Crucial to Trevor’s ability to work for non-technical teams is its super-fast setup, highly attentive support, and its ability to turn raw, messy data into clearly visualised, actionable insights. All of which makes it quick and simple to build data queries and get the answers you need.
With its intuitive interface and data visualisations, Trevor Self-Hosted is fast to incorporate into your existing workflows, and immediately get your teams interacting with key business performance data.
Apache Superset is an open-source BI platform with interactive charts and attractive data visualisations.
Superset’s query builder may not be as intuitive or flexible as Trevor Self-Hosted, but its big range of visualisation options has seen it become a popular choice among enterprise-level organisations.
However, as is typical of an open-source solution, Superset is less of a flexible choice if you don’t have an in-house IT team or developer, essentially limiting you to its pre-built dashboard options.
Here’s what one reviewer said about Apache Superset dashboards:
“The dashboarding and chart creation is a great tool. They have a lot of variety of charts available.
The dashboards can be shared easily with the peer and proper access control to each chart and dashboard is available. This is not a feature available with other open-source tools and it is a great form of analysis and data exposure control.”
Sisense offers powerful BI software that works well with big datasets, though it can require a lot of in-house expertise to properly set up and manage, making it a better option for enterprise-level organisations with high-performance needs and the resources available to maintain system-heavy tools.
For the front-end user, Sisense’s dashboards are flexible and easy to customise and use, with a good range of visualisation possibilities, including geospatial widgets and charts.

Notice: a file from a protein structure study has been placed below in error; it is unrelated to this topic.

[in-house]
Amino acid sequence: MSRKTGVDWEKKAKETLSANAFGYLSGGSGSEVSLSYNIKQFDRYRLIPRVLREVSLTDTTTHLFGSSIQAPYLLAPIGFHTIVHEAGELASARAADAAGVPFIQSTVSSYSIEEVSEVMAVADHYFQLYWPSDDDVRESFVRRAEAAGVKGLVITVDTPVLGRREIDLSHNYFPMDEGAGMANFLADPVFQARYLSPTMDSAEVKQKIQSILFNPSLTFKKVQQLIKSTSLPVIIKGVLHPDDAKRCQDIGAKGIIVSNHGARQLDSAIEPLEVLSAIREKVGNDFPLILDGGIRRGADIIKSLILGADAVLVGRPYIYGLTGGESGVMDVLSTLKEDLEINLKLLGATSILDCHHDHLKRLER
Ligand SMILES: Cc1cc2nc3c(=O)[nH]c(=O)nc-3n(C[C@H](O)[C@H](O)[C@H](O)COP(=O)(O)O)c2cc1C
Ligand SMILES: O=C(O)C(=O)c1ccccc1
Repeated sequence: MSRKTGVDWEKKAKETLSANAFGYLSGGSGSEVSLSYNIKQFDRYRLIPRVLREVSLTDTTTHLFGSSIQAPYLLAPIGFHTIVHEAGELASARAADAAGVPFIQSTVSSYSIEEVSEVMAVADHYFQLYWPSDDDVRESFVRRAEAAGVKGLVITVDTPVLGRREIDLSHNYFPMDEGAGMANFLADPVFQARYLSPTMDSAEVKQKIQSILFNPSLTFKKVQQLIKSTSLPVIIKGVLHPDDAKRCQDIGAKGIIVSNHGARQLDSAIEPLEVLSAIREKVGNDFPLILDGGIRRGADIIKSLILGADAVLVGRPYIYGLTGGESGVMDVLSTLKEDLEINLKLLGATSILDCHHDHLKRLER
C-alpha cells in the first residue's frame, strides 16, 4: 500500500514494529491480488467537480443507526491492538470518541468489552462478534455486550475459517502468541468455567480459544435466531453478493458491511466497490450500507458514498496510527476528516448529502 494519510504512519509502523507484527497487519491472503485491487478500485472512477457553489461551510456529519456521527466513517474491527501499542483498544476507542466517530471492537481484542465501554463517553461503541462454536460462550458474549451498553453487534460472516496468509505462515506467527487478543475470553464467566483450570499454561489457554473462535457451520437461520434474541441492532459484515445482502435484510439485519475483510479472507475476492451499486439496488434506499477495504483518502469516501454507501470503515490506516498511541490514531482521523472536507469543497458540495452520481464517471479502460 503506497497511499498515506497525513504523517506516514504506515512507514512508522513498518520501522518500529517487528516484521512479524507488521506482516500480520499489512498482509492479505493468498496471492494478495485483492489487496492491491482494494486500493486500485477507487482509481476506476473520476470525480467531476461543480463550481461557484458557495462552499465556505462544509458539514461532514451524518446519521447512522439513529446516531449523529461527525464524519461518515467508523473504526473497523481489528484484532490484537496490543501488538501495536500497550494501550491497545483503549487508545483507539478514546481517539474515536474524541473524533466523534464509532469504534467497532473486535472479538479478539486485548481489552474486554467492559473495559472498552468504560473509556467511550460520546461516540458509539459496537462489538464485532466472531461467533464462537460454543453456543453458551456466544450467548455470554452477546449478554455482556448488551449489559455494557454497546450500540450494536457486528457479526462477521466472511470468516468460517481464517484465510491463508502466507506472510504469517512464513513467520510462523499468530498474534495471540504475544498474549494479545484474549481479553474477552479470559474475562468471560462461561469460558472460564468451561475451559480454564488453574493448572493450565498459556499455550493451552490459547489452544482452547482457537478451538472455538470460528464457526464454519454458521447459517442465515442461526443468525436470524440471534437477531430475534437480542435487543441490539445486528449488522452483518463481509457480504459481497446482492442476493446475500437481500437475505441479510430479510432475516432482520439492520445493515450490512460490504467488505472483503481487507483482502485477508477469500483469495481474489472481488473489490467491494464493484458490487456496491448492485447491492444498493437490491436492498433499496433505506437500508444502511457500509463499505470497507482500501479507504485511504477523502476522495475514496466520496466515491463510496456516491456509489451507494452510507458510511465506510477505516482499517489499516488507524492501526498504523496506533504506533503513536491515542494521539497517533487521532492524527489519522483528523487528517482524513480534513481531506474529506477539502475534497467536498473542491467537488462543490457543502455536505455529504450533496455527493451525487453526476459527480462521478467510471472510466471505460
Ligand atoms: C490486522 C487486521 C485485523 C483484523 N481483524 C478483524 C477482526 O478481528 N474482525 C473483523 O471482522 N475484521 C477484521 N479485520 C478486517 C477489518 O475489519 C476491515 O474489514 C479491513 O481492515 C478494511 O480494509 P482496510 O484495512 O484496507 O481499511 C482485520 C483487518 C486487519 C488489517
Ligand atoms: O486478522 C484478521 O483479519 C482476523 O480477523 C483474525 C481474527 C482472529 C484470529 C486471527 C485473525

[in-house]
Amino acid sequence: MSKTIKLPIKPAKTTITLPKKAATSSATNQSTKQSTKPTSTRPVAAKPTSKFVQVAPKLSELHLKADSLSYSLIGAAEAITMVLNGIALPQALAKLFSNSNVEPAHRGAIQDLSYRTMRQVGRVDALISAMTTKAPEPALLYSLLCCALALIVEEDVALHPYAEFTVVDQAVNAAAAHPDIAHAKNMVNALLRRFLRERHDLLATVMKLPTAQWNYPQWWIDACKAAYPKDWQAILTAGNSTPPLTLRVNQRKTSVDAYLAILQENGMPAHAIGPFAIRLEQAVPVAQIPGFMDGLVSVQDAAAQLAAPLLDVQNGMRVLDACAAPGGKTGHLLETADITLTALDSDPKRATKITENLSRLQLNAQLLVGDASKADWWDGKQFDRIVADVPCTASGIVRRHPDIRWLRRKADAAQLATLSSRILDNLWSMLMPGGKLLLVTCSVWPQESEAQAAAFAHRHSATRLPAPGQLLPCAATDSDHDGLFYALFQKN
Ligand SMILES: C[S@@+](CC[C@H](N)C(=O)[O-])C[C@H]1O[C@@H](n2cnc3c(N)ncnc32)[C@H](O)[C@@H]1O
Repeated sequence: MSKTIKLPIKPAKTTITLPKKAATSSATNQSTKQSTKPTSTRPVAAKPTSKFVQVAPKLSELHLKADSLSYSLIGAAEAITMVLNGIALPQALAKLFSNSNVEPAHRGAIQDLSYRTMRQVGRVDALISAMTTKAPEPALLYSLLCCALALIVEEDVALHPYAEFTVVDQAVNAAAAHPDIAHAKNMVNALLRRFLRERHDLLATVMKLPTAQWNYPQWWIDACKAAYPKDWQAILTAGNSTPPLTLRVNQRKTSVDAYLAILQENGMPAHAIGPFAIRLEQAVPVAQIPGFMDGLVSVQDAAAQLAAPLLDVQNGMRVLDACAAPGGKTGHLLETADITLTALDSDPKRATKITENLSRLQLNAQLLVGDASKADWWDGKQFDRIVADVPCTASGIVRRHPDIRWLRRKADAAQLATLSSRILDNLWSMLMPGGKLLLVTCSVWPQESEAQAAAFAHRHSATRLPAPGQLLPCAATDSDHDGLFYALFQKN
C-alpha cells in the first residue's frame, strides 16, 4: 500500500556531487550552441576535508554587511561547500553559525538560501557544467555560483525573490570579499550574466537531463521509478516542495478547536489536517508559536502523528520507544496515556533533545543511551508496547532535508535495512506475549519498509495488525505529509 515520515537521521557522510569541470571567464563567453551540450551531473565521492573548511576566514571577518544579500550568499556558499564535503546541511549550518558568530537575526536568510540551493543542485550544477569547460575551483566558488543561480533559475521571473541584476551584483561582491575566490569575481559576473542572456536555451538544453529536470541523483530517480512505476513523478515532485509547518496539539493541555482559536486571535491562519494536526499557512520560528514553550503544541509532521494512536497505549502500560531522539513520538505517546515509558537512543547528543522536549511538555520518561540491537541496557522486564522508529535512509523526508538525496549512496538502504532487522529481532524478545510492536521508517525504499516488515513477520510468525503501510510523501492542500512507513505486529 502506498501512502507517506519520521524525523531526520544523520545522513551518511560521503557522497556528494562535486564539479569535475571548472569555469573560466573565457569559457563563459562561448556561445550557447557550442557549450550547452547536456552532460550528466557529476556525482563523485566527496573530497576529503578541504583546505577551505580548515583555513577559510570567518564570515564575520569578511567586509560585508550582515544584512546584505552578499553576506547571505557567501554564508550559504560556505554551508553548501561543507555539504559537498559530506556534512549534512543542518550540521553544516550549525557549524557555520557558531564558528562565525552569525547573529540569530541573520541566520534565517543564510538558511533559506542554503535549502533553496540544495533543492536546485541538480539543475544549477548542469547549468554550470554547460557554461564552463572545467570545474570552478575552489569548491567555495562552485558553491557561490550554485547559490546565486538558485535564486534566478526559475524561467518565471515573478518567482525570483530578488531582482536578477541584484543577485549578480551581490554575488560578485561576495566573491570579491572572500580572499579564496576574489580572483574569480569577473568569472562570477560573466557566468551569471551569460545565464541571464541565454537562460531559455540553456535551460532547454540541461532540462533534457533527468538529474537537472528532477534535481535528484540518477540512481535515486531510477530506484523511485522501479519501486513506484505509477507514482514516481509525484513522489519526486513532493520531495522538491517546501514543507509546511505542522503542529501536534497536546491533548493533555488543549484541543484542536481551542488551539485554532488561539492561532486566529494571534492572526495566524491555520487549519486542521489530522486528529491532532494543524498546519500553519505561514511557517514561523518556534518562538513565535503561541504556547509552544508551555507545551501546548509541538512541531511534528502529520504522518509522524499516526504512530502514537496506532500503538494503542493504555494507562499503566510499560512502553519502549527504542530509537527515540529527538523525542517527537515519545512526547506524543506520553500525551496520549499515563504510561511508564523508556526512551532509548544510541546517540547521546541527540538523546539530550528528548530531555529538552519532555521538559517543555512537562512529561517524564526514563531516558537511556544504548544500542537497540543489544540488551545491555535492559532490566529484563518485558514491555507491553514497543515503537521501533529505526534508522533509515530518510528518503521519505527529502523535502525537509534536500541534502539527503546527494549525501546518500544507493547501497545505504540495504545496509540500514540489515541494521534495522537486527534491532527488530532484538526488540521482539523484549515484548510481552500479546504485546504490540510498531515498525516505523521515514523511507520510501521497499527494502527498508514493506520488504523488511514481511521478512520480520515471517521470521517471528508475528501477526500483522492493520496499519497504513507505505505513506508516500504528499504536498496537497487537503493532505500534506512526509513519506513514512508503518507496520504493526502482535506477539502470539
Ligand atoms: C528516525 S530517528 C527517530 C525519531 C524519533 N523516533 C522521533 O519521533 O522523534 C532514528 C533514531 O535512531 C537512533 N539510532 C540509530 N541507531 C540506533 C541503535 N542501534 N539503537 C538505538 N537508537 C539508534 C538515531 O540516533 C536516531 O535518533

This is what one reviewer said about Sisense dashboards:
“The product is designed to be used or developed by a multitude of users from beginner to advanced. If the data is built well on the backend, creating a dashboard is fast, easy, and efficient.”
Redash is an open-source BI platform with a good range of out-of-the-box dashboard options.
There are lots of visualisation types, including boxplots, cohorts, maps, and word clouds, and though there are some limits with its customisations, like colour schemes and tooltips, Redash’s interface is easy to get started with and use.
As a querying tool, Redash’s works best for smaller datasets, but its auto-complete feature is very effective at simplifying complex queries with table and column suggestions that appear as you write, which speeds up that element of the querying process.
Once you’ve got past Redash’s complex deployment requirements, its dashboards are very user-friendly and versatile, with charts and widgets that are quick to create.
Take a look at our breakdown of Redash’s benefits and drawbacks here.
Here’s what one reviewer said about Redash’s data visualisations and dashboard accessibility:
“It's very easy to use and also the visual representation of the graphs and chart are added plus in Redash.”
Metabase is another powerful BI tool with a great range of customisable dashboard options and visualisations. Also, its strong data reporting capabilities allow it to work well with big heavy-duty datasets from multiple data sources.
However, Metabase also requires a high level of expertise to deploy and set up, which is why it’s most suited to enterprises with established in-house tech resources and infrastructure. And although Metabase dashboards work well for non-tech teams with attractive charts and other data visualisations, its query builder is quite limited.
You can see our deep-dive into Metabase here.